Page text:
Angelina Jolie's surprise announcement last year that she had undergone a preventative double mastectomy has helped double referrals for genetic breast cancer tests.
The actress took the decision after testing positive for the BRCA1 gene mutation, which greatly increases the risk of getting the disease.
A new study shows that in June and July last year the number of GP referrals for genetic counselling and DNA tests for breast cancer mutations in the UK increased two-and-a-half times compared with the same period in 2012.
The "Angelina effect" was long-lasting, with referrals remaining at twice the previous year's figure from August to October.
But the extra women seeking help were not worrying unnecessarily - most had a family history of breast cancer, meaning they were being appropriately screened.
Professor Gareth Evans, from the charity Genesis Breast Cancer Prevention and St Mary's Hospital, Manchester, who led the study published in the journal Breast Cancer Research, said: "Angelina Jolie stating she has a BRCA1 mutation and going on to have a risk-reducing mastectomy is likely to have had a bigger impact than other celebrity announcements, possibly due to her image as a glamorous and strong woman.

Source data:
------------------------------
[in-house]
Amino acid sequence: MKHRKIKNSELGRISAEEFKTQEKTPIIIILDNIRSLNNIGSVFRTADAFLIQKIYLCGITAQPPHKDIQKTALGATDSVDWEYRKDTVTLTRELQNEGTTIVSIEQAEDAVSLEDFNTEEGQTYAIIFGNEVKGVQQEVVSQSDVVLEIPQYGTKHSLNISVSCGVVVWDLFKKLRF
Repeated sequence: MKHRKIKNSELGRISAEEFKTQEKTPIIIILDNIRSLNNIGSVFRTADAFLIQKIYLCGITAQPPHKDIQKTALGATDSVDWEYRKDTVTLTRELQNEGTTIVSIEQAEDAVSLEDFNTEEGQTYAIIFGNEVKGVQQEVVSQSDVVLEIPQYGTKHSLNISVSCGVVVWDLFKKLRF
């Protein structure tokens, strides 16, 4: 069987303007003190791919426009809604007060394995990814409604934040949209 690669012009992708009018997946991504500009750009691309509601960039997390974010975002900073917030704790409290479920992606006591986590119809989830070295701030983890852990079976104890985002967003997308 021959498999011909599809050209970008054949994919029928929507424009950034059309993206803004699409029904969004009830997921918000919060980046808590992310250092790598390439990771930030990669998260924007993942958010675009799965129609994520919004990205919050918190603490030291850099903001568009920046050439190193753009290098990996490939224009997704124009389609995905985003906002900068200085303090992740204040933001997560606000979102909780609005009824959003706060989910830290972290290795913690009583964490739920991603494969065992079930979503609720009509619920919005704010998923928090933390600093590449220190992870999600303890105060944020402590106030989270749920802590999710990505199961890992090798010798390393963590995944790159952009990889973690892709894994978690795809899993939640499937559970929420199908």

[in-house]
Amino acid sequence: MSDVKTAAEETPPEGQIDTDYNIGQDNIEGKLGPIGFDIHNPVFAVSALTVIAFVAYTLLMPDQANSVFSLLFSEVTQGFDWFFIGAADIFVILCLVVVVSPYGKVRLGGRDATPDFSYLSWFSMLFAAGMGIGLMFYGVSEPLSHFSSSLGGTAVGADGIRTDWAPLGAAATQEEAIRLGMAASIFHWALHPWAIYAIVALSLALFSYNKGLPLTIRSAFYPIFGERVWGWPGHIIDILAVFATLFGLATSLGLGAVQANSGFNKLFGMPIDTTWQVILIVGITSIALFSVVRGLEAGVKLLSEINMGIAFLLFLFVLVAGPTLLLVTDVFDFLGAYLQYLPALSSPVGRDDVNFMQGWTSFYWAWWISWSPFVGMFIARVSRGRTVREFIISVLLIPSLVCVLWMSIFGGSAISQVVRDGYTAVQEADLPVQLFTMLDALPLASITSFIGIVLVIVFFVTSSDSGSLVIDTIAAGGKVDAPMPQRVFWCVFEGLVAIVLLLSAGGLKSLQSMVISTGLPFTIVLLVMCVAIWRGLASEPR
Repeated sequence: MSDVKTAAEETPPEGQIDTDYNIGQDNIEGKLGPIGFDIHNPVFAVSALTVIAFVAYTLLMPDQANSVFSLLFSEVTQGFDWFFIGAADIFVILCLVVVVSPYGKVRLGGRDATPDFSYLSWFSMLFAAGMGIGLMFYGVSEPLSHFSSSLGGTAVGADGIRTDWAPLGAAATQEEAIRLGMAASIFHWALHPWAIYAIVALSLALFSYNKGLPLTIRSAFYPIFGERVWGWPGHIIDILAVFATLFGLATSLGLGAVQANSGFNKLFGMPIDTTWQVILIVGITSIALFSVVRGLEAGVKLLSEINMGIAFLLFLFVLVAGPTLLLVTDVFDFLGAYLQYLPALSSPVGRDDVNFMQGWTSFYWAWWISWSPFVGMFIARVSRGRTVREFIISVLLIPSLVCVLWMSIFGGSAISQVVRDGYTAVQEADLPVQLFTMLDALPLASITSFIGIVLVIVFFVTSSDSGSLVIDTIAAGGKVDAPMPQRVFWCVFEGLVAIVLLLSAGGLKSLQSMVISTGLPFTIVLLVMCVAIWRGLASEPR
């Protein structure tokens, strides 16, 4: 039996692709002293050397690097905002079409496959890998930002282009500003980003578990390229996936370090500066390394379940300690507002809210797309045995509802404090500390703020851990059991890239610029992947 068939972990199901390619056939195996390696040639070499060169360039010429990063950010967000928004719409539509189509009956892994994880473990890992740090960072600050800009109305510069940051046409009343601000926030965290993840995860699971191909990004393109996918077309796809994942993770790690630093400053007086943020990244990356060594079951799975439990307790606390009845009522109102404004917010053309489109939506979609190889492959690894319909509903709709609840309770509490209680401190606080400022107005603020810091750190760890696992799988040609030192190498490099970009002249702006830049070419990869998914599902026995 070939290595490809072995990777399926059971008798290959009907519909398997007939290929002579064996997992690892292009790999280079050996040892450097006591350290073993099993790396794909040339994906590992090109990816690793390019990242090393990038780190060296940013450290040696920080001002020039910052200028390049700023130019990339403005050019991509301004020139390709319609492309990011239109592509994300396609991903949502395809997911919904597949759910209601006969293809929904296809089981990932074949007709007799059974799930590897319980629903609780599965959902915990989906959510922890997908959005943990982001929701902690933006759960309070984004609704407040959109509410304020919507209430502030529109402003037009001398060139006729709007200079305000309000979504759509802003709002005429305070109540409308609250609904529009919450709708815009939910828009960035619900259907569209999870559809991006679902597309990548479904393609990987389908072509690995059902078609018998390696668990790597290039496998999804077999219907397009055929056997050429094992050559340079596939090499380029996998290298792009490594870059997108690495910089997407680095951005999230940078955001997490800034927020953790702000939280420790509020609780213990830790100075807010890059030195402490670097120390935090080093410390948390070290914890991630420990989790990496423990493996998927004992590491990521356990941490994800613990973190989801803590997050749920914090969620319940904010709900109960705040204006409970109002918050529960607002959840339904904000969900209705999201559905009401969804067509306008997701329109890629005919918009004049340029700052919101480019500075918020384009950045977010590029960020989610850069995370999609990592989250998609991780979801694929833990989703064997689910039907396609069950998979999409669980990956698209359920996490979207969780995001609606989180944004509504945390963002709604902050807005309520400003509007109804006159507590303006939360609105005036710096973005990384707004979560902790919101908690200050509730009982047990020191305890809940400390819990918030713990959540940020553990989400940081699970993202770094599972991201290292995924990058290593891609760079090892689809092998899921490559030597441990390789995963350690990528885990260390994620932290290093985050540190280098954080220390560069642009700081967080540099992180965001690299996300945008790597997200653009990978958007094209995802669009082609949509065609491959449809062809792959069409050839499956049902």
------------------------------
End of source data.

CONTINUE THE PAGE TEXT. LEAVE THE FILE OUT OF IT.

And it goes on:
"This may have lessened patients' fears about a loss of sexual identity post preventative surgery and encouraged those who had not previously engaged with health services to consider genetic testing.
"Of course, in some cases this may mean a risk-reducing mastectomy, however cancer preventing drugs, such as tamoxifen, and certain lifestyle changes like a healthy diet and more exercise, are also options which many women may consider."
Defective versions of BRCA1 and its sister gene BRCA2 are together responsible for about a fifth of breast cancers.
Women who inherit BRCA1 have a 60% to 90% risk of developing breast cancer in their lifetime. BRCA2 increases the risk by 45% to 85%.
Both gene mutations also raise the risk of ovarian cancer.
The "Angelina effect" highlights the need for more to be done to improve awareness of inherited breast cancer, say the researchers.
Under NHS guidelines, women can qualify for BRCA testing if one of the mutations has already been identified in a relative or they have a strong family history of breast cancer.
Jade Goody's diagnosis and death from cervical cancer in 2009 had a similar impact among young women with a spike reported in cervical smear tests.
However, figures later showed that the effect had worn off by 2012 when the number of screenings fell to a 10-year low.